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September 28, 1946

Thérapeutique neurologique et psychiatrique

JAMA. 1946;132(4):248. doi:10.1001/jama.1946.02870390064030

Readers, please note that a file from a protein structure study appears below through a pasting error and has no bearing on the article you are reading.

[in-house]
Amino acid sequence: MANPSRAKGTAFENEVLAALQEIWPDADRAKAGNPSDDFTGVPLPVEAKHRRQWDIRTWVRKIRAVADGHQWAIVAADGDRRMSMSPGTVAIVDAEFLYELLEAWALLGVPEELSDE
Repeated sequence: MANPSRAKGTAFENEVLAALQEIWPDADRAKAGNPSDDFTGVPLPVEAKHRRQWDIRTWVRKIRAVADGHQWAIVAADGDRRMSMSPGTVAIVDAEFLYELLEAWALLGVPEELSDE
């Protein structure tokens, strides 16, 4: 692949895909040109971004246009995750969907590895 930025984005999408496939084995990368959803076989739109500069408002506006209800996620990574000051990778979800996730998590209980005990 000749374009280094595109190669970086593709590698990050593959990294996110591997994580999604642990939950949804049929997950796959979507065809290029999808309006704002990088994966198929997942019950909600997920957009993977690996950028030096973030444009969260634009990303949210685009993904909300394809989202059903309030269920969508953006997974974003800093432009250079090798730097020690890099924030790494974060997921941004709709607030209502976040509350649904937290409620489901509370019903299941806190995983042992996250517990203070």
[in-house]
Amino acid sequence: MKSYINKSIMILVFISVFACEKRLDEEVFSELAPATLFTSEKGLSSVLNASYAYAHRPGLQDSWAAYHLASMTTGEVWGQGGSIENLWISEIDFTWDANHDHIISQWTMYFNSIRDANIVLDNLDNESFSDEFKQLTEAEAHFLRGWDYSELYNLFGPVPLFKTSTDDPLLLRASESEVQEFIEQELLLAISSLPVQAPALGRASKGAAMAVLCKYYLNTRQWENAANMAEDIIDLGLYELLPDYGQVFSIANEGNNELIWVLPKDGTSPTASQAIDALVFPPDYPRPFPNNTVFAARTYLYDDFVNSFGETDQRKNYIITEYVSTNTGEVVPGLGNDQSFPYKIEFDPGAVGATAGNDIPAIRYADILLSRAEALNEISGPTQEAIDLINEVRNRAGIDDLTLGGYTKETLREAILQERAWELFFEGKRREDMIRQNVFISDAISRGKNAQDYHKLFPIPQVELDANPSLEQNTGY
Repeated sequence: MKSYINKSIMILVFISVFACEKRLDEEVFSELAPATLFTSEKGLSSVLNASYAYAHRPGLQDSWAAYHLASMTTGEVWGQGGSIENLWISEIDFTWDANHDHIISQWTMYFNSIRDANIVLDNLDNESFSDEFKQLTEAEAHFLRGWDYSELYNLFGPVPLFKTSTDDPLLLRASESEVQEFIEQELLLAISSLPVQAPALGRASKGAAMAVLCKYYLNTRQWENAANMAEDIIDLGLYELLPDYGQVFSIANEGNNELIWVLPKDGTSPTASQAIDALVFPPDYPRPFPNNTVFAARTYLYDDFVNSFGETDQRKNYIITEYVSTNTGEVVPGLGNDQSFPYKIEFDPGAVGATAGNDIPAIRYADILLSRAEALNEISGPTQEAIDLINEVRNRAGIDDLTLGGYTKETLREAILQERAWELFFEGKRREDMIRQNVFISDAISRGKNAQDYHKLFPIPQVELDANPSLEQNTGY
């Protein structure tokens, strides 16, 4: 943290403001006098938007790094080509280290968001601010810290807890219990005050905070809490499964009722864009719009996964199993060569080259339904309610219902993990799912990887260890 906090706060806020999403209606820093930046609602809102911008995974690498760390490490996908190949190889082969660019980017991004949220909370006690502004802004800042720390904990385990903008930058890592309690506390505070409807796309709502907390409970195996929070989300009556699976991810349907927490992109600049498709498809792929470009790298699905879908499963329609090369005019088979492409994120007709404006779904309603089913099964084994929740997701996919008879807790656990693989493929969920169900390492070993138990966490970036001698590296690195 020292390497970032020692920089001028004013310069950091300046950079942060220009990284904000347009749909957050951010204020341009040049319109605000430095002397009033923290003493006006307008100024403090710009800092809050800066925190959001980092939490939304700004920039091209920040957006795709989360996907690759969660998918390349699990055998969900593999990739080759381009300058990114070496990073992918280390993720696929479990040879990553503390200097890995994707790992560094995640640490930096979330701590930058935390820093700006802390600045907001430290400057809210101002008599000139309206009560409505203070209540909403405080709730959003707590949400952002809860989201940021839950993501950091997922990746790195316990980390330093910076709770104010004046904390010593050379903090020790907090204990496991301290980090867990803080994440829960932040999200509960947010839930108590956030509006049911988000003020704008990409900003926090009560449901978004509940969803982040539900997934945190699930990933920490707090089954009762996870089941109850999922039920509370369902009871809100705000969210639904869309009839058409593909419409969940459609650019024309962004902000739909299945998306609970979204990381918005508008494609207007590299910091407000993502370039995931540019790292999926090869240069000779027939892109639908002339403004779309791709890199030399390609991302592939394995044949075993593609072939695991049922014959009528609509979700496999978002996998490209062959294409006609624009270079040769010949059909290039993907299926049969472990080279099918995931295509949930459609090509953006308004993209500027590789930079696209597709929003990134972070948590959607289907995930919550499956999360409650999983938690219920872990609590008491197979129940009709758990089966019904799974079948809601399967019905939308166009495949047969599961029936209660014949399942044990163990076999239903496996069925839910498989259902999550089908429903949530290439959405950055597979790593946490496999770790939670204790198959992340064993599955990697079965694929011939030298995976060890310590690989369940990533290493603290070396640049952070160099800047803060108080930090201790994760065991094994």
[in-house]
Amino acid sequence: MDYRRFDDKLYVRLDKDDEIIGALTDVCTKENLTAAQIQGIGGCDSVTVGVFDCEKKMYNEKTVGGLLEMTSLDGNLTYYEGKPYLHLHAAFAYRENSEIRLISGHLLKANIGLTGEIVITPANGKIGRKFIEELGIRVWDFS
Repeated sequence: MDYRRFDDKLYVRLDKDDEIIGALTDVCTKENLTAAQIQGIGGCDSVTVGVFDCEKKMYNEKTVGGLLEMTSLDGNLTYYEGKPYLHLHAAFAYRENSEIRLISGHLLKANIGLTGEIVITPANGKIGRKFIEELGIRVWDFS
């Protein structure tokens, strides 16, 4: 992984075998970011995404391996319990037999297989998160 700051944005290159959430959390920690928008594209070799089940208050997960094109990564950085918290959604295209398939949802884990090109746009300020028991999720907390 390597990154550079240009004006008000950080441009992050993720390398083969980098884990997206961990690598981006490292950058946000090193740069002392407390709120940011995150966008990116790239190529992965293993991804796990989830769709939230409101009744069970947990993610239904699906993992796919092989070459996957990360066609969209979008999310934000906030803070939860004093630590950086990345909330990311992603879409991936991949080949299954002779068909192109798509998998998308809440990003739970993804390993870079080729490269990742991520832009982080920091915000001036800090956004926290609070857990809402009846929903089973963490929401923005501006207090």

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The appearance of this book, apparently within eight months of the liberation of France, is a dramatic illustration of how anxiously the devotees of medical science tried to keep abreast of matters pertaining to their science. Although specific references are not made, some of the conclusions indicate that the authors have been in touch with recent work in the United States, particularly in the use of shock treatment in mental disorders. From the standpoint of treatment, this book is primarily "organic." Methods of treatment which are primarily psychologic in nature are given little space. It consists of thirty chapters dealing with specific topics such as treatment of epilepsy, treatment of Parkinson's disease and other extrapyramidal conditions, treatment of peripheral syndromes of the face and the treatment of "mania" and "melancholia." There is a second part dealing with the technics of injections and surgical procedures, and the third part treats of

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